New name embodies a new attitude

The network’s new name aspires to reach a broader student body



Associate Dean of Students/Student Care Director Karen Fischer, right, explains how the Student Care Network provides outreach for students during an interview Tuesday afternoon in the Lighty Administration building.

LOREN NEGRON, Evergreen editor-in-chief

WSU’s Office of the Dean of Students recently renamed its Student Care Network to reach more students and share a different story about the network’s purpose.

Jill Creighton, associate vice president of Student Affairs and dean of students/deputy Title IX coordinator, said the Student Care Network is a system-wide Division of Student Affairs initiative. It was previously known as the Aware Network.

She said the Aware Network received many referrals of students who needed support. However, many individuals would wait until they were experiencing a “higher level of concern” before connecting to the program.

Creighton said she heard that people did not know what the threshold was when making referrals to the network.

“What we really wanted to do was make sure that folks know that students can come see us anytime and you can refer a student at any time who needs support or assistance,” Creighton said.

Different factors influenced the name change including wanting people to understand that the program’s focus is on the students. The network’s purpose did not change, but they wanted to apply the right term to the work they were already doing, Creighton said.

“Now that we’re telling the story differently, I’m hoping we’ll see more students [who] realize we’re here,” she said.

The transition was also a part of the WSU system initiative, Creighton said. The Student Care Network staff wanted students to be able to access similar services no matter where they are in the WSU system.

Creighton said the network is available to all WSU campuses through the collaboration of Student Care Teams, which consist of student affairs administrators.

This helps with early intervention, a key aspect of the Student Care Network, she said.

“Early intervention is so key for us to be able to help students because most of the time we can do our best work with students before it’s a crisis or before it’s an emergency,” Creighton said.

Anyone can make referrals of students who might need support, she said. This includes instructors, family members, friends or the students themselves. Referrals and appointment requests can be made on the Student Care Network’s website.

Creighton said individuals can also call the Office of the Dean of Students at (509) 335-5757 or do walk-ins during business hours.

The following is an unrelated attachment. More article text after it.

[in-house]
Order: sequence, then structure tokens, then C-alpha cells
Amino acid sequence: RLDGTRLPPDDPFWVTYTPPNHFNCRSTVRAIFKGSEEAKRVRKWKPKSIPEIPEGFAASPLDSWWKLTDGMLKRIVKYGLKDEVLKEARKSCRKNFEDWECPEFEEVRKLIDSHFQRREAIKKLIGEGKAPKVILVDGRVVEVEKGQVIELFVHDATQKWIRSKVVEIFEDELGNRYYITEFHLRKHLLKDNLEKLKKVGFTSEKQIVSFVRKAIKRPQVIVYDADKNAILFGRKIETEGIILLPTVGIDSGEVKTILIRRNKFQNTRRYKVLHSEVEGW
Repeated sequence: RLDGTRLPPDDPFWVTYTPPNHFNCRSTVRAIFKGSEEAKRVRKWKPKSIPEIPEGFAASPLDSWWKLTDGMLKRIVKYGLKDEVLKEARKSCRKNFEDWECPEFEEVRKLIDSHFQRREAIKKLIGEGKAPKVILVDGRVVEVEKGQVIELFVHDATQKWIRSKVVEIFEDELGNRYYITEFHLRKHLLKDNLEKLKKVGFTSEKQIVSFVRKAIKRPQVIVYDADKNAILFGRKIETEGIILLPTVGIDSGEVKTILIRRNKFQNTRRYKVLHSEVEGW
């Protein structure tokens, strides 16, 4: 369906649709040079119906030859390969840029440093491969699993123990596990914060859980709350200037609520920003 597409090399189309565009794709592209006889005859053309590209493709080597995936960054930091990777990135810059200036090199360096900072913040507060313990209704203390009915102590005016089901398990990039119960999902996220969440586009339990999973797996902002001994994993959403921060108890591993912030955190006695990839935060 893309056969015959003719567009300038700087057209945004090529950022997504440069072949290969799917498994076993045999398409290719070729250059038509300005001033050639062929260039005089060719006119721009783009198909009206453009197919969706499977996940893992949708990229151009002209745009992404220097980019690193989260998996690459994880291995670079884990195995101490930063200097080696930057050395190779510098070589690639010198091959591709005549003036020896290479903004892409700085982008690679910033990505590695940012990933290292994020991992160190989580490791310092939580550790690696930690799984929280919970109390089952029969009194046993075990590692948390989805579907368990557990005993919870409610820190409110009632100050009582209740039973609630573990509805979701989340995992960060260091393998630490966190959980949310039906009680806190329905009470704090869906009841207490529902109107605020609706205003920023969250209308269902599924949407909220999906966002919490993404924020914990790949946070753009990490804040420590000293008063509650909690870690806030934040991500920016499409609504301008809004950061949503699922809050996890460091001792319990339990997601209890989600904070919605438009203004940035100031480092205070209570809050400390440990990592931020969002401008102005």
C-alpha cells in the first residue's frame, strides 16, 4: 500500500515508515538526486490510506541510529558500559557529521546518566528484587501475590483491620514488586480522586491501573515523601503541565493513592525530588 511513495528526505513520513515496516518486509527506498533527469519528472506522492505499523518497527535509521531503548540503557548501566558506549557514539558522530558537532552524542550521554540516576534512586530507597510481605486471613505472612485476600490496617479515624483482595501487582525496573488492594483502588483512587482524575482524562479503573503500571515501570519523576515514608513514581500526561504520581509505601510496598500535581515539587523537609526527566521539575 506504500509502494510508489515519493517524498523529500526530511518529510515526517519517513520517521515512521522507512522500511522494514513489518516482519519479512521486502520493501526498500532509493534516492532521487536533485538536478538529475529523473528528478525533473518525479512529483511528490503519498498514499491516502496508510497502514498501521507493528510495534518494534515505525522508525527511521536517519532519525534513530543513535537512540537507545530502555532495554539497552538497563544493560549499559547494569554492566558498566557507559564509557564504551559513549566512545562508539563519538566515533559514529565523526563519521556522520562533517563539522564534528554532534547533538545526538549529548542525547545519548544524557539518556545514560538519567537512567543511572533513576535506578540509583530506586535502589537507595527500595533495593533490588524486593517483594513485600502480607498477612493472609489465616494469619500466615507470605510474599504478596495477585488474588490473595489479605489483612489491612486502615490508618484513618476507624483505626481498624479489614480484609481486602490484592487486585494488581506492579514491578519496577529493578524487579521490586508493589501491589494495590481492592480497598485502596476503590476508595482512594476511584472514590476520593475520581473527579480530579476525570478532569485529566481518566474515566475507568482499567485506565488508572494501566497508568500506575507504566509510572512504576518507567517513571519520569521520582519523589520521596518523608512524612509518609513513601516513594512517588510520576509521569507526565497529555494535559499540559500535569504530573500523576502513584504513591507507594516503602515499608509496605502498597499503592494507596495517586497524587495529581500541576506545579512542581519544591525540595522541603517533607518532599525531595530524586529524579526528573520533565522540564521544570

Karen Fischer, associate dean of students and student care director, said the network provides outreach to those who made the referrals and helps them gather information about available resources. The network sometimes does direct outreach to students who need assistance.

Her team consists of student care case managers who work directly with students.

She said the network can help students during medical emergencies. The network can communicate with instructors and inform them that a student will be absent for an undetermined amount of time.

Creighton said the network provides direct services for students. The Office of the Dean of Students has some emergency funding available for students.

The funding can be used to pay rent in order to bridge the gap between homelessness. She said the network also connects students to resources to help with food insecurity and interpersonal violence.

“Our core job is to know what everyone else does and understand the systems and processes that students face so we can help students navigate whatever it is that they’re facing,” Creighton said.

She said the support the network provides is not limited to emergencies or crisis situations. However, she said the network is not an emergency service. Individuals should call 911 if they are in immediate danger to themselves or others.

Creighton said the network’s role is to connect students to resources and help them make the best decisions. The network’s staff wants to empower students to be advocates for themselves and find resilience.

“The goal is for WSU to demonstrate a real ethic of care for our students,” she said. “We’re really hoping that students know that there are people who are rooting for them.”

Fischer said the network’s goal is to share more information about resources to the public to decrease the amount of unknown knowledge students face. She said she has walked with students to food banks to help eliminate barriers students might face when accessing resources.

“Life happens in life,” she said. “A lot of things can happen that people don’t expect … sometimes there are new situations that come into play, emergencies that no one anticipated.”